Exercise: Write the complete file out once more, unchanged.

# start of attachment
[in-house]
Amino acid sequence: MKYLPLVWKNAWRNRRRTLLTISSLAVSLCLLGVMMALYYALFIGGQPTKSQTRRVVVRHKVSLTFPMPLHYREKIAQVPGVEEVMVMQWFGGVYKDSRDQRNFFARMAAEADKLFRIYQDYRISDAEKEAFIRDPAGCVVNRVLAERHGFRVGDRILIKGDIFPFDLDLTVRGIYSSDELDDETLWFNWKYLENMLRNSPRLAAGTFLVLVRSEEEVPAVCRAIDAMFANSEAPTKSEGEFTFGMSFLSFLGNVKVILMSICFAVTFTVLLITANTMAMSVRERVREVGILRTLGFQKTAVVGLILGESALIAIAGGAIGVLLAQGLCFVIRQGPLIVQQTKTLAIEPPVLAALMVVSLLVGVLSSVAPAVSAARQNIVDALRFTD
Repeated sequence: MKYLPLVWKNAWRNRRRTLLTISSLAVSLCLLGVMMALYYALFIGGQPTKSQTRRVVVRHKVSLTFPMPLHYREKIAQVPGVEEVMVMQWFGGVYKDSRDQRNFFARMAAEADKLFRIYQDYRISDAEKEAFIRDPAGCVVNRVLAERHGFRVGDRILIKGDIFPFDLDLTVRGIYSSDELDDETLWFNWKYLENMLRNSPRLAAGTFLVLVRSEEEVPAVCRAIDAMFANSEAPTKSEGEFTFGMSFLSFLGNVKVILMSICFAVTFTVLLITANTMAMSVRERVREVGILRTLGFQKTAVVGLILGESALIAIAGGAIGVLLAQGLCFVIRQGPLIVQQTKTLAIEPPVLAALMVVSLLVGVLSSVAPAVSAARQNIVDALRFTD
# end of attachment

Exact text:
[in-house]
Amino acid sequence: MKYLPLVWKNAWRNRRRTLLTISSLAVSLCLLGVMMALYYALFIGGQPTKSQTRRVVVRHKVSLTFPMPLHYREKIAQVPGVEEVMVMQWFGGVYKDSRDQRNFFARMAAEADKLFRIYQDYRISDAEKEAFIRDPAGCVVNRVLAERHGFRVGDRILIKGDIFPFDLDLTVRGIYSSDELDDETLWFNWKYLENMLRNSPRLAAGTFLVLVRSEEEVPAVCRAIDAMFANSEAPTKSEGEFTFGMSFLSFLGNVKVILMSICFAVTFTVLLITANTMAMSVRERVREVGILRTLGFQKTAVVGLILGESALIAIAGGAIGVLLAQGLCFVIRQGPLIVQQTKTLAIEPPVLAALMVVSLLVGVLSSVAPAVSAARQNIVDALRFTD
Repeated sequence: MKYLPLVWKNAWRNRRRTLLTISSLAVSLCLLGVMMALYYALFIGGQPTKSQTRRVVVRHKVSLTFPMPLHYREKIAQVPGVEEVMVMQWFGGVYKDSRDQRNFFARMAAEADKLFRIYQDYRISDAEKEAFIRDPAGCVVNRVLAERHGFRVGDRILIKGDIFPFDLDLTVRGIYSSDELDDETLWFNWKYLENMLRNSPRLAAGTFLVLVRSEEEVPAVCRAIDAMFANSEAPTKSEGEFTFGMSFLSFLGNVKVILMSICFAVTFTVLLITANTMAMSVRERVREVGILRTLGFQKTAVVGLILGESALIAIAGGAIGVLLAQGLCFVIRQGPLIVQQTKTLAIEPPVLAALMVVSLLVGVLSSVAPAVSAARQNIVDALRFTD